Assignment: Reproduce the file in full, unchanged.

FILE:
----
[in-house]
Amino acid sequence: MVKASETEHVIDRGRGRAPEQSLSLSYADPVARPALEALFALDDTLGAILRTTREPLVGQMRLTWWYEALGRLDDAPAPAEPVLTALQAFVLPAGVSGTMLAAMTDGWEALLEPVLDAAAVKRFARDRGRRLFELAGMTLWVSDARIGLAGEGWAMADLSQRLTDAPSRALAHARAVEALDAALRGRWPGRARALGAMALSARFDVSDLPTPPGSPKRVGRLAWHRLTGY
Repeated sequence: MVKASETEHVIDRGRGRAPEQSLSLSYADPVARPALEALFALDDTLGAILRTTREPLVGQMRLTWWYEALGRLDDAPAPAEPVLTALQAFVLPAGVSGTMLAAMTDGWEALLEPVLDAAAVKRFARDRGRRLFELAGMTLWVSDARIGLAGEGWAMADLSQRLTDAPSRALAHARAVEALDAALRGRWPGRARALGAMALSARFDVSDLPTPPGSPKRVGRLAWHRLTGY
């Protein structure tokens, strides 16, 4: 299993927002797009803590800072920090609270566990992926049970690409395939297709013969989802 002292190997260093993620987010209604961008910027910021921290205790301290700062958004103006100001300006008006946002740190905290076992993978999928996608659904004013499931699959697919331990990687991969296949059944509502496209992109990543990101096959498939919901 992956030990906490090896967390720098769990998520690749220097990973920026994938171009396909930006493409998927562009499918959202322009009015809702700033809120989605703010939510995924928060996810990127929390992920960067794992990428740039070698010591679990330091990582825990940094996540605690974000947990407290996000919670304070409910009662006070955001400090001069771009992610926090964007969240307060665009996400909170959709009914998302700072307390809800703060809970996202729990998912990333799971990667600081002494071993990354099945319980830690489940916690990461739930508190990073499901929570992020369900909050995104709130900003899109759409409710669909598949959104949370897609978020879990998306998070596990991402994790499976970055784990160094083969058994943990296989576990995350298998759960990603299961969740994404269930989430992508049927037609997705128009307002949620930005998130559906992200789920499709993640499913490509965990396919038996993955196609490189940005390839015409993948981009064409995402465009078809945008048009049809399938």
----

[in-house]
Amino acid sequence: MVKASETEHVIDRGRGRAPEQSLSLSYADPVARPALEALFALDDTLGAILRTTREPLVGQMRLTWWYEALGRLDDAPAPAEPVLTALQAFVLPAGVSGTMLAAMTDGWEALLEPVLDAAAVKRFARDRGRRLFELAGMTLWVSDARIGLAGEGWAMADLSQRLTDAPSRALAHARAVEALDAALRGRWPGRARALGAMALSARFDVSDLPTPPGSPKRVGRLAWHRLTGY
Repeated sequence: MVKASETEHVIDRGRGRAPEQSLSLSYADPVARPALEALFALDDTLGAILRTTREPLVGQMRLTWWYEALGRLDDAPAPAEPVLTALQAFVLPAGVSGTMLAAMTDGWEALLEPVLDAAAVKRFARDRGRRLFELAGMTLWVSDARIGLAGEGWAMADLSQRLTDAPSRALAHARAVEALDAALRGRWPGRARALGAMALSARFDVSDLPTPPGSPKRVGRLAWHRLTGY
């Protein structure tokens, strides 16, 4: 299993927002797009803590800072920090609270566990992926049970690409395939297709013969989802 002292190997260093993620987010209604961008910027910021921290205790301290700062958004103006100001300006008006946002740190905290076992993978999928996608659904004013499931699959697919331990990687991969296949059944509502496209992109990543990101096959498939919901 992956030990906490090896967390720098769990998520690749220097990973920026994938171009396909930006493409998927562009499918959202322009009015809702700033809120989605703010939510995924928060996810990127929390992920960067794992990428740039070698010591679990330091990582825990940094996540605690974000947990407290996000919670304070409910009662006070955001400090001069771009992610926090964007969240307060665009996400909170959709009914998302700072307390809800703060809970996202729990998912990333799971990667600081002494071993990354099945319980830690489940916690990461739930508190990073499901929570992020369900909050995104709130900003899109759409409710669909598949959104949370897609978020879990998306998070596990991402994790499976970055784990160094083969058994943990296989576990995350298998759960990603299961969740994404269930989430992508049927037609997705128009307002949620930005998130559906992200789920499709993640499913490509965990396919038996993955196609490189940005390839015409993948981009064409995402465009078809945008048009049809399938």